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A quintessential American voice
I woke up this morning focused on the sad and deadly serious spectacle of a former president facing grave charges in federal court. It is a drama of sweeping import that could, once resolved in some fashion, shape the course of history.
But as the news day unfolded, another bulletin hit the headlines that stopped me in my tracks. A long life coming to an end isn't surprising. But what an end this one represents — the silencing of a uniquely American voice that for decades has touched countless readers deeply. I was one of them.
It is a testimony to Cormac McCarthy’s exalted place in the pantheon of great American writers that his death at age 89 is a major news event. Obituaries are rightly recognizing him as an author of exceptional skill and influence. Over the years, I devoured his books, even as I sometimes wrestled with their meanings.
He was a sower of sentences, a creator of characters, a transmitter of tone, and an instigator of impact. He was not always easy to read, but you felt empowered in doing the work. In a world where we worry about artificial intelligence, there is some comfort in knowing the indelible power of original art produced by the unique creative powers of the human brain.
Often in school, we read writers from past eras who are referred to as “the greats.” So it was something special to recognize that greatness can also be contemporary. Not everything that needs to be said has been said already. The age-old journey of wrestling with the human condition can still have new chapters and storytellers.
There is a void in a world without Cormac McCarthy. He was a quintessential American storyteller — unique, hard to characterize, and powerful. Yet he had a genius knack of capturing the universality of the human condition. For example, his Pulitzer Prize-winning “The Road” was the best book on fatherhood I have ever read.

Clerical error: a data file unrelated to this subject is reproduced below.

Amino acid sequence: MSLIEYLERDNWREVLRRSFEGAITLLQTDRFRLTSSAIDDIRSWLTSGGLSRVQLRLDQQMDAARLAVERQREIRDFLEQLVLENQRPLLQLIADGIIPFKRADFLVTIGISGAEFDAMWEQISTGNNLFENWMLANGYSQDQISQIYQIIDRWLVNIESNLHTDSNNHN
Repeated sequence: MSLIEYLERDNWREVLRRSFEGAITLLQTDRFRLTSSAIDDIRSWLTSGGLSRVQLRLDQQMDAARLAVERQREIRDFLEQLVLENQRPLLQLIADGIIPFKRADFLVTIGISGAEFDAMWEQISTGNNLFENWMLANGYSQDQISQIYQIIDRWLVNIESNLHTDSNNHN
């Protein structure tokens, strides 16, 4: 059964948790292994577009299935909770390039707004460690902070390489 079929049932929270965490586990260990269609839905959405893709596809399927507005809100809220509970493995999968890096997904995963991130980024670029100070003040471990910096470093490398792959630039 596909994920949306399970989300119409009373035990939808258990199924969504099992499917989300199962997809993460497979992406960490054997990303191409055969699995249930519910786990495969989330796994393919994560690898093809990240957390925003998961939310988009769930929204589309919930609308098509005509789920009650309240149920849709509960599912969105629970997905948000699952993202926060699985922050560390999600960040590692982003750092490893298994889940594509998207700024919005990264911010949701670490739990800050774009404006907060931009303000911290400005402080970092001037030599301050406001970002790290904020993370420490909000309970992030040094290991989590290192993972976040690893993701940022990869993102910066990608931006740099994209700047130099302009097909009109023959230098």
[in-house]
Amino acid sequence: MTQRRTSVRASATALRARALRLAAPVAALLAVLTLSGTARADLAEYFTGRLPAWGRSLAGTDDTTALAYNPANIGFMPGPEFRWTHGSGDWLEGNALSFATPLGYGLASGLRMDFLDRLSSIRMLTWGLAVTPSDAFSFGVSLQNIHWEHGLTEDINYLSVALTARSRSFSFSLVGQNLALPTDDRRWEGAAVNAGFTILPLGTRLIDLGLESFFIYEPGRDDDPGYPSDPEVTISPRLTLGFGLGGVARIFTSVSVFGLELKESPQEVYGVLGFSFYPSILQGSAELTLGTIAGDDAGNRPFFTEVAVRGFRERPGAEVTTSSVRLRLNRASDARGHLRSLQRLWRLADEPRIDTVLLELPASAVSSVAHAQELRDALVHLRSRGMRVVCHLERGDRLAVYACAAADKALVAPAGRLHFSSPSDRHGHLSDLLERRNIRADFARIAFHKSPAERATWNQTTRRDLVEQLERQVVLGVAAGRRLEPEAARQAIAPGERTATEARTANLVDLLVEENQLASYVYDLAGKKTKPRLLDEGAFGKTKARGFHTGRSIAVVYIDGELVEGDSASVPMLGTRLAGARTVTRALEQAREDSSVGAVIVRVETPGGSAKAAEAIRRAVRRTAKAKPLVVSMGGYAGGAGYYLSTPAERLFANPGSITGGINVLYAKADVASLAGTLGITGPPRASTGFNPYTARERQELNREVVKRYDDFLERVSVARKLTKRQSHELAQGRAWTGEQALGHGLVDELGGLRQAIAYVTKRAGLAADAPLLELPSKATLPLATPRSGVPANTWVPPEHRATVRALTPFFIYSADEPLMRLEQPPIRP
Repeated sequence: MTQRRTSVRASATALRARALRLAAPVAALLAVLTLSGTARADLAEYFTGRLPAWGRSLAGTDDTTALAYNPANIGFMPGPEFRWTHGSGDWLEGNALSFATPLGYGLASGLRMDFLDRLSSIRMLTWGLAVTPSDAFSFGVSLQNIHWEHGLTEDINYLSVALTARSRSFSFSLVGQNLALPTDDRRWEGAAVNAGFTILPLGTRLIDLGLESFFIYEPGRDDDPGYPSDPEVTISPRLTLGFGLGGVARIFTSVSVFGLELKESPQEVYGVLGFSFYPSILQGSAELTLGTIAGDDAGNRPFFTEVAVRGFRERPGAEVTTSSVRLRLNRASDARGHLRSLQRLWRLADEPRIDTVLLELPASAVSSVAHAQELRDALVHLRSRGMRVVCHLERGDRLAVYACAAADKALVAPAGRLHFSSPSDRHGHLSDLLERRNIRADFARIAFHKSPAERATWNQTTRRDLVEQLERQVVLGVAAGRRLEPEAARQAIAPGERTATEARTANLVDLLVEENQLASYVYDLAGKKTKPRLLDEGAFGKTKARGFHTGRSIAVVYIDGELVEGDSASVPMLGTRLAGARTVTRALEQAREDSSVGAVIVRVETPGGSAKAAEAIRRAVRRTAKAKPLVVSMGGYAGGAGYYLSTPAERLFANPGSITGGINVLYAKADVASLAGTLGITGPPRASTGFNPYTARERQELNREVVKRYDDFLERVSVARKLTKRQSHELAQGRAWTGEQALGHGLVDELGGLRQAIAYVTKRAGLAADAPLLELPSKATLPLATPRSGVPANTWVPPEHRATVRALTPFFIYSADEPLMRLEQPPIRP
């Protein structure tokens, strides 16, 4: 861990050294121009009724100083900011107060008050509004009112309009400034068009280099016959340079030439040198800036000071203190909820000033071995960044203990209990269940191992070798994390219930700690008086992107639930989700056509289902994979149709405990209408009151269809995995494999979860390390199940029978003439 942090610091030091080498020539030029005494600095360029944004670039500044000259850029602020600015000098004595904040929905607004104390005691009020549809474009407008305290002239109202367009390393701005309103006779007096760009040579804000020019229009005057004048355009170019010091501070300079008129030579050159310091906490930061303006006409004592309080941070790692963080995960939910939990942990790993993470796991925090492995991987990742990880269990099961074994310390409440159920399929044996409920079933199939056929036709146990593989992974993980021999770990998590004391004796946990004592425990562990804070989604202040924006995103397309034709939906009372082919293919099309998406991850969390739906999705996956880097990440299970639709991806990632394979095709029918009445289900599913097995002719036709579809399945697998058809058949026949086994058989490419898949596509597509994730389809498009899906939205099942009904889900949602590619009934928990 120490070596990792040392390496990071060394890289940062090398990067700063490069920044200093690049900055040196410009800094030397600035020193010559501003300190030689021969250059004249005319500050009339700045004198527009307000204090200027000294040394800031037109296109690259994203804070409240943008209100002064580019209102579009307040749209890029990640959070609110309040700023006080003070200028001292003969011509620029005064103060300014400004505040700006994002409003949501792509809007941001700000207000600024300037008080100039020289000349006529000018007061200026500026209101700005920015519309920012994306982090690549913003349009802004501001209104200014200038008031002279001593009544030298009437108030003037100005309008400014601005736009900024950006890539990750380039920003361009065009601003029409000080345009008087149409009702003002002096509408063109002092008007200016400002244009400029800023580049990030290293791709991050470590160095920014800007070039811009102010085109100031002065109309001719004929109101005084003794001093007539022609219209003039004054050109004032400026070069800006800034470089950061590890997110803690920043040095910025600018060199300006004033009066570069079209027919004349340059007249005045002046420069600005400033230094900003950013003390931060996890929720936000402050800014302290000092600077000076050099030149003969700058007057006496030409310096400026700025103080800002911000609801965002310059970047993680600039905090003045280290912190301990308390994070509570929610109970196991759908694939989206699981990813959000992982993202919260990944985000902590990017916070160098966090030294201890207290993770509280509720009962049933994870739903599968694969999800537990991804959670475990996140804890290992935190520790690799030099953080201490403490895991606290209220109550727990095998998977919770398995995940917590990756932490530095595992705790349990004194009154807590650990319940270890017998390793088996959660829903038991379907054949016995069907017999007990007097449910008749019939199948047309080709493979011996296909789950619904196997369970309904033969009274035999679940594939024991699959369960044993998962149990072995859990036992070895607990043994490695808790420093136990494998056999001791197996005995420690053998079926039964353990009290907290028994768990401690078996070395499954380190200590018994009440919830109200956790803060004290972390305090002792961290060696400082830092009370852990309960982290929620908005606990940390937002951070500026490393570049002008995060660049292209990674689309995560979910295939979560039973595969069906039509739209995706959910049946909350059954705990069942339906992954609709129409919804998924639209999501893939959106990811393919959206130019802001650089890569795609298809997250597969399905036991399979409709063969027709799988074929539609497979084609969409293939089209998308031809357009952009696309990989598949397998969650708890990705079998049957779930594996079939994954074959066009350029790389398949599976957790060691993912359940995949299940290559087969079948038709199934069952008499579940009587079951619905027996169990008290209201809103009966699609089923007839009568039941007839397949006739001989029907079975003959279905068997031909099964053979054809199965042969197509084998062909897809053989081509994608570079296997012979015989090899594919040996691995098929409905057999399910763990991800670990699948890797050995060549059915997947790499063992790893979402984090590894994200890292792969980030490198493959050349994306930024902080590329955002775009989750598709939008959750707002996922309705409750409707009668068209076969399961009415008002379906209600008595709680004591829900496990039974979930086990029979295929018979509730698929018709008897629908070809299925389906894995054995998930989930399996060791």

McCarthy knew that words have power and that often, the less said, the better. He knew that life is difficult, messy, and complicated, and that is all the more reason we need to confront it with nuance and courage. His prose was infused with the spirit of poetry. He rarely granted interviews and didn’t do book tours. His elusive public persona was echoed in his books. He did not give you more than he felt you needed. One could discern in his work a commitment to craft.
The obituary in The Washington Post ends with a McCarthy quote from 2009: “I hear people talking about going on a vacation or something and I think, what is that about? I have no desire to go on a trip. My perfect day is sitting in a room with some blank paper. That’s heaven. That’s gold and anything else is just a waste of time.”
We are all better off for McCarthy's not wasting time. To speak of him now, in the past tense, feels surreal and wrong. He may be gone, but his books endure — imparting the basic truths of what it means to be alive.